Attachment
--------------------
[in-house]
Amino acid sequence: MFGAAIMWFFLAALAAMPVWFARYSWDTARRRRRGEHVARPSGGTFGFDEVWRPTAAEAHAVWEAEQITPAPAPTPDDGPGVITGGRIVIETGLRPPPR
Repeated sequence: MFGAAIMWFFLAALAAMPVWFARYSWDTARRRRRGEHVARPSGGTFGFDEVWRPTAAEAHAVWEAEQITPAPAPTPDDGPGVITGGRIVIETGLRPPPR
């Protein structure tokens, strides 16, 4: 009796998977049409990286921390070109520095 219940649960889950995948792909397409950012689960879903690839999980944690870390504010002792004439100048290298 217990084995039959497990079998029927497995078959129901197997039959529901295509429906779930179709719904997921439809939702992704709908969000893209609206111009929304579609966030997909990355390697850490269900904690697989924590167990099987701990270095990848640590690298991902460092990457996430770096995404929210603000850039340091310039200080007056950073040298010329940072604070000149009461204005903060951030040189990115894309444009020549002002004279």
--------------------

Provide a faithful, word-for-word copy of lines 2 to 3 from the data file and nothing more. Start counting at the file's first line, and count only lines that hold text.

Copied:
Amino acid sequence: MFGAAIMWFFLAALAAMPVWFARYSWDTARRRRRGEHVARPSGGTFGFDEVWRPTAAEAHAVWEAEQITPAPAPTPDDGPGVITGGRIVIETGLRPPPR
Repeated sequence: MFGAAIMWFFLAALAAMPVWFARYSWDTARRRRRGEHVARPSGGTFGFDEVWRPTAAEAHAVWEAEQITPAPAPTPDDGPGVITGGRIVIETGLRPPPR